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BUCKTHORN. Yes; and later in the evening we'll have something else, together. This is a great day for all of us. I'm not your commander to-day, but your old comrade in arms--[_Laying his arm over_ BARKET'S _shoulder._]--and I'm glad I don't have to pull myself up now every time I forget my dignity. Ah! you and I will be laid away before long, but we'll be together again in the next world, won't we, Barket?
BARKET. Wid yer honour's permission. [_Saluting._
BUCKTHORN. Ha--ha--ha! [_Laughing._] If we do meet there I'm certain you'll salute me as your superior officer. There's old Margery, now.
[_Looking to door. Calls._] Margery! Tea for two!
MARGERY. [_Without._] The tay be waiting for ye, sur; and it be boilin' over wid impatience.
BUCKTHORN. Bring up a chair, Barket. [_Sitting in arm-chair._
BARKET. [_Having placed table and drawing up a chair._] Do you know, Gineral, I don't fale quite aisy in my moind. I'm not quite sure that Margery will let us take our tay together. [_Sits down, doubtfully._
BUCKTHORN. I hadn't thought of that. I--[_Glancing right._]--I hope she will, Barket. But, of course, if she won't--she's been commander-in-chief of my household ever since Jenny was a baby.
BARKET. At Fort Duncan, in Texas.
BUCKTHORN. You and Old Margery never got along very well in those days; but I thought you had made it all up; she nursed you through your wound, last summer, and after the battle of Cedar Creek, also.
BARKET. Yis, sur, bliss her kind heart, she's been like a wife to me; and that's the trouble. A man's wife is such an angel when he's ill that he dreads to get well; good health is a misfortune to him. Auld Margery and I have had anither misunderstanding.
BUCKTHORN. I'll do the best I can for both of us, Barket. You were telling me about the battle of--
BARKET. Just afther the battle of Sayder Creek began, whin Colonel Wist rode to the front to mate his raytrating rigiment--
_Enter_ OLD MARGERY, _tray, tea, &c. She stops abruptly, looking at_ BARKET. _He squirms in his chair._ BUCKTHORN _rises and stands with his back to the mantel._ OLD MARGERY _moves to the table, arranges things on it, glances at_ BARKET, _then at_ BUCKTHORN, _who looks up at ceiling, rubbing his chin, &c._ OLD MARGERY _takes up one of the cups, with saucer._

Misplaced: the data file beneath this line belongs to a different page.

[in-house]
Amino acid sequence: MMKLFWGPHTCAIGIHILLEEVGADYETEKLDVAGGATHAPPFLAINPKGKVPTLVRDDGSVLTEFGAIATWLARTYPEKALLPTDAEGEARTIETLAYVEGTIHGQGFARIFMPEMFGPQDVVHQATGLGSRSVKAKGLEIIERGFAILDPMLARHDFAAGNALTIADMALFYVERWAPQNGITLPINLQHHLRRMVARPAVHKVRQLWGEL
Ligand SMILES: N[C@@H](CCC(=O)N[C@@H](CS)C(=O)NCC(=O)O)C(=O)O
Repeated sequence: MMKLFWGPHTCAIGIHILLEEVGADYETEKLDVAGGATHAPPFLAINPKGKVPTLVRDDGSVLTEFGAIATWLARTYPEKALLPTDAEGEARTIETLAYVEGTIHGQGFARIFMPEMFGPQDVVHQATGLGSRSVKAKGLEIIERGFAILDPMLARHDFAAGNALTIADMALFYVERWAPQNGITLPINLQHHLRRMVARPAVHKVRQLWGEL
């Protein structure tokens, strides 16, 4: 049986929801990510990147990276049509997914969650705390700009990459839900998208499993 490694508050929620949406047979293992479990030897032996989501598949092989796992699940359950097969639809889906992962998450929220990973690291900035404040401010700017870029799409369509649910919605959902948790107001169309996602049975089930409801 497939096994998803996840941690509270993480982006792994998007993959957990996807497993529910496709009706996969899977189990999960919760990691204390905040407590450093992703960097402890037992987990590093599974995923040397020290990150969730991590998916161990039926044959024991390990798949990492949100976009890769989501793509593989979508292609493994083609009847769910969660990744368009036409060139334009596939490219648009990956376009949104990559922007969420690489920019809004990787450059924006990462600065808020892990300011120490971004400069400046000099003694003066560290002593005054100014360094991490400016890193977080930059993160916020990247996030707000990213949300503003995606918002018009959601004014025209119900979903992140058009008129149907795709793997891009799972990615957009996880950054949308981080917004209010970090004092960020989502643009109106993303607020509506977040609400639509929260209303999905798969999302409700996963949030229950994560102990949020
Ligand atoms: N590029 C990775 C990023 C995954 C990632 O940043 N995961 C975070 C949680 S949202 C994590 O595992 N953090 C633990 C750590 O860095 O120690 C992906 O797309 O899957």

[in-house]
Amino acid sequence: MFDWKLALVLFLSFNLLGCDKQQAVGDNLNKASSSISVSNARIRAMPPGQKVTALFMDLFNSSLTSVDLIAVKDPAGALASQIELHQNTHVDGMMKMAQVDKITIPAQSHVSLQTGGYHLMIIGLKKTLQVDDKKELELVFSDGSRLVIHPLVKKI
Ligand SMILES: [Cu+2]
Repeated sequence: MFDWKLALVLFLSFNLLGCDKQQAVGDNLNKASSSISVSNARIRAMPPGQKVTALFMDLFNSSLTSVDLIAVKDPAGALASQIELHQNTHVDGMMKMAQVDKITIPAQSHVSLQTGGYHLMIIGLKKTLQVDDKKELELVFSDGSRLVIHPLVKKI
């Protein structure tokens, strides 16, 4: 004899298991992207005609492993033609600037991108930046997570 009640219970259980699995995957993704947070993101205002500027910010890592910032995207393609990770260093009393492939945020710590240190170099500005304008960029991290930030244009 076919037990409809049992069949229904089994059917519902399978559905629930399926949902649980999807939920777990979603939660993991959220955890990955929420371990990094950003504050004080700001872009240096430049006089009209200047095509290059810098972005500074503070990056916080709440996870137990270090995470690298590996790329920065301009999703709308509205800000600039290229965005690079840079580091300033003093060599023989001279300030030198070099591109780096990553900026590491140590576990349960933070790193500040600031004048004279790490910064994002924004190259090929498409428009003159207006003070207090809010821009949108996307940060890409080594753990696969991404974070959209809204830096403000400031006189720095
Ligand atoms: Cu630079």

OLD MARGERY. I misunderstood yer order, sur. I see there's no one here but yerself. [_Going right._
BUCKTHORN. Ah, Margery! [_She stops._] Barket tells me that there has been a slight misunderstanding between you and him.
OLD MARGERY. Day before yisterday, the ould Hibernian dhrone had the kitchen upside down, to show anither old milithary vagabone loike himself how the battle of Sayder Creek was fought. He knocked the crame pitcher into the basket of clane clothes, and overturned some raspberry jam and the flat-irons into a pan of fresh eggs. There _has_ been a misunderstanding betwane us.
BUCKTHORN. I see there has. I suppose Barket was showing his friend how Colonel Kerchival West rode forward to meet his regiment, when he was already wounded dangerously.
OLD MARGERY. Bliss the poor, dear young man! He and I was always good frinds, though he was somethin' of a devil in the kitchen himself, whin he got there. [_Wiping her eye with one corner of her ap.r.o.n._]
And bliss the young Southern lady that was in love wid him, too.
[_Changing the cup and wiping the other eye with the corner of her ap.r.o.n._] Nothing was iver heard of ayther of thim after that battle was over, to this very day.
BUCKTHORN. Barket was at Kerchival's side when he rode to the front.